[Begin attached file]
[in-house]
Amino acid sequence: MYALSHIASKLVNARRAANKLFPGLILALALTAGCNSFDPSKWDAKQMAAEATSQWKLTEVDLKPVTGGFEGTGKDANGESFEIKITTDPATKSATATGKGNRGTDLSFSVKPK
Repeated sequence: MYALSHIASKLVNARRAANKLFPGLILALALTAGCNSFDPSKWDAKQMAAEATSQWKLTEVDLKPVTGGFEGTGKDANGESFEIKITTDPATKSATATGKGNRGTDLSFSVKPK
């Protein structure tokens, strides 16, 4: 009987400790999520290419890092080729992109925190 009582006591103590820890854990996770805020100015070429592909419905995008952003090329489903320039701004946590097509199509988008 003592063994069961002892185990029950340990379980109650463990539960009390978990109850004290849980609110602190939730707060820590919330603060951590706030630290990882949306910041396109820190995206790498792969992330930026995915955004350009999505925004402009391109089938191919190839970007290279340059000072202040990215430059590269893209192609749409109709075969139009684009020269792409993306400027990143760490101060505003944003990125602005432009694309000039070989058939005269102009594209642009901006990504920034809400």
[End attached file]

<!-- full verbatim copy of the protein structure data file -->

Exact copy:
[in-house]
Amino acid sequence: MYALSHIASKLVNARRAANKLFPGLILALALTAGCNSFDPSKWDAKQMAAEATSQWKLTEVDLKPVTGGFEGTGKDANGESFEIKITTDPATKSATATGKGNRGTDLSFSVKPK
Repeated sequence: MYALSHIASKLVNARRAANKLFPGLILALALTAGCNSFDPSKWDAKQMAAEATSQWKLTEVDLKPVTGGFEGTGKDANGESFEIKITTDPATKSATATGKGNRGTDLSFSVKPK
């Protein structure tokens, strides 16, 4: 009987400790999520290419890092080729992109925190 009582006591103590820890854990996770805020100015070429592909419905995008952003090329489903320039701004946590097509199509988008 003592063994069961002892185990029950340990379980109650463990539960009390978990109850004290849980609110602190939730707060820590919330603060951590706030630290990882949306910041396109820190995206790498792969992330930026995915955004350009999505925004402009391109089938191919190839970007290279340059000072202040990215430059590269893209192609749409109709075969139009684009020269792409993306400027990143760490101060505003944003990125602005432009694309000039070989058939005269102009594209642009901006990504920034809400």